A Los Angeles firearms instructor who calls himself "The Tactical Rabbi" thinks that more Jews should learn to handle firearms and pack heat in Synagogue, according to the Los Angeles Times.
"Who thinks, by show of hands, that we should be carrying more guns in shul?" asked NRA-certified Rabbi Raziel Cohen during a Wednesday night active-shooter seminar at a Westside LA Chabad synagogue. The meeting was organized in the wake of last month's deadly shooting at Chabad of Poway.
Half the room raised their hands, reports the Times.
In the days since the shooting, Chabad leaders in California have scrambled to secure public safety grants and to calm frightened congregants, mobilizing hundreds more through active-shooter drills and community defense training. In Southern California, religious security experts such as Cohen, who calls himself the “Tactical Rabbi,” are quickly becoming their own cottage industry. -Los Angeles Times
"We don’t want to be victims," said Cohen. "We need to protect ourselves now."
Cohen is the founder and head instructor of the National Defensive Firearms Training Academy (NDFT), which has trained members of the military, law enforcement and security agencies - only making his services available to civilians in 2018.
"Our arms are open, but security always comes first — if some of the openness has to be sacrificed, so be it," said Rabbi Simcha Backman of Glendale's Chabad and a member of the sect's California leadership. "In Jewish law, going back to the Torah, first and foremost is protecting lives. Everything else is secondary. And in the world we live in today, we need to focus on saving lives and keeping people safe."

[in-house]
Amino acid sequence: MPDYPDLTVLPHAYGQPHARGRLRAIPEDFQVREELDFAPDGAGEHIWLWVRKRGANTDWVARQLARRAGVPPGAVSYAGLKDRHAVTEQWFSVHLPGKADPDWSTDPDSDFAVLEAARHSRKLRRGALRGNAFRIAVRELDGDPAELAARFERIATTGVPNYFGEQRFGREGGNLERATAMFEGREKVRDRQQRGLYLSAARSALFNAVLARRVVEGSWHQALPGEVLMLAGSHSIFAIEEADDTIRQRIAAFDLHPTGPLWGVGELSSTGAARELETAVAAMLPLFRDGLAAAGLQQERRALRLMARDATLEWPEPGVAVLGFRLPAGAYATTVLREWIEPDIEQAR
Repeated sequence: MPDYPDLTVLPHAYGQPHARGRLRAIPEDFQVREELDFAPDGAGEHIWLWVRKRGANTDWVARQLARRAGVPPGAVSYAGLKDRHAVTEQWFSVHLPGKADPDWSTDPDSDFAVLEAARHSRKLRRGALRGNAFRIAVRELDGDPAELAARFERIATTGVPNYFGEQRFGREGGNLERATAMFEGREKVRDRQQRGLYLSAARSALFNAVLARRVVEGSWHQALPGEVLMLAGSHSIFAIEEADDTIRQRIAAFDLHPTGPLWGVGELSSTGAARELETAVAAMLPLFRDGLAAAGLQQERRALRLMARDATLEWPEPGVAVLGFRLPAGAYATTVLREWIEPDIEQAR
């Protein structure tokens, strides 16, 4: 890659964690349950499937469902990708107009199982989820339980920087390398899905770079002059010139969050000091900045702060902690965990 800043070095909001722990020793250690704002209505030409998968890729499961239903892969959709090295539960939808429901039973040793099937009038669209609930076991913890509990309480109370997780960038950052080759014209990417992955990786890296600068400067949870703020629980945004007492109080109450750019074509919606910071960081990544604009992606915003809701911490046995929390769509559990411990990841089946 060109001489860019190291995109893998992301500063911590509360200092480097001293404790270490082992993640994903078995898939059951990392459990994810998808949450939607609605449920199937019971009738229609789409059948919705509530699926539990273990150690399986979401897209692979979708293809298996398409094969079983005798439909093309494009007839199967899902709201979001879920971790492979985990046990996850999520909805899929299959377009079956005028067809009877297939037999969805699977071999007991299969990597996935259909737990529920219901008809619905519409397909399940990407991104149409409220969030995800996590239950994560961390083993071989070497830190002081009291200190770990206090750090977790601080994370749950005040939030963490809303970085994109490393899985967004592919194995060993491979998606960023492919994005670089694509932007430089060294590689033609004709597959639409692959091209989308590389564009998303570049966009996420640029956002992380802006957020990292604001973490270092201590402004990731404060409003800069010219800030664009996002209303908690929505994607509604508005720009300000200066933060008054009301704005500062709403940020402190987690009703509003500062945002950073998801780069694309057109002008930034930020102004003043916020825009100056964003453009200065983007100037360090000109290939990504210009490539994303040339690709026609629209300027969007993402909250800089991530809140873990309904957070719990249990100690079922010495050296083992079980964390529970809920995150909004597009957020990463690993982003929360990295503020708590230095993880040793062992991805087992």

Cohen told the congregation: "The benefit of having an individual in the synagogue with a gun is that they’re fighting for something," adding "They’re much more willing to defend their kids than a person who is being paid $15 an hour."
He also strongly suggested that anyone who is going to pack heat in Synagogue know how to handle a gun.
"If a person in your synagogue is going to carry, I’m great with it, but he has to be trained."
Not everyone agreed with Cohen's push to arm Jews at religious services.
"People are fixated with guns," said Jason Friedman, executive director of the Community Security Service, which has trained thousands of volunteers, including scores in Los Angeles according to the Times. "The debate about security has been framed around guns, and I always try to open up that frame."
Rabbi Avraham Zajac, meanwhile, who leads a Chabad congregation in Los Angeles is outright opposed to armed worshipers attending services.
"The solution is never the gun," said Zajac, adding "The solution is [surveillance] training" - whatever that means.
Until now, training was one of few options available. At an organizational level, Chabad has been keenly attuned to security since its emissaries were killed in the 2008 terror attacks in Mumbai. But individually, many congregations still operate on a shoestring.
“There are some buildings out here with an annual quarter-million-dollar security budget,” said Rabbi Yossi Eilfort of Magen Am, a San Diego-based religious security firm. “I grew up with Chabad, and our buildings are mostly not playing in that ballpark, so we need to find other security solutions.”
Grants from the Department of Homeland Security’s Urban Areas Security Initiative have helped bridge the gap, funding “target hardening” infrastructure such as fencing, alarms and surveillance cameras. But until last month, the grants could not be used to pay for armed guards.
“It’s very important and welcome,” Backman, the Glendale rabbi, said of the change. “But even if those grants don’t come through — and they don’t always come through — we all know that we need to find the money for those security upgrades.” -Los Angeles Times
"Obviously there’s going to be more security in shul, but Chabad is always going to stay the same," said Cohen's sister, Sarah Inglis, who attended the Wednesday session with her husband. "Being open and inviting, that’s the basis of what Chabad is."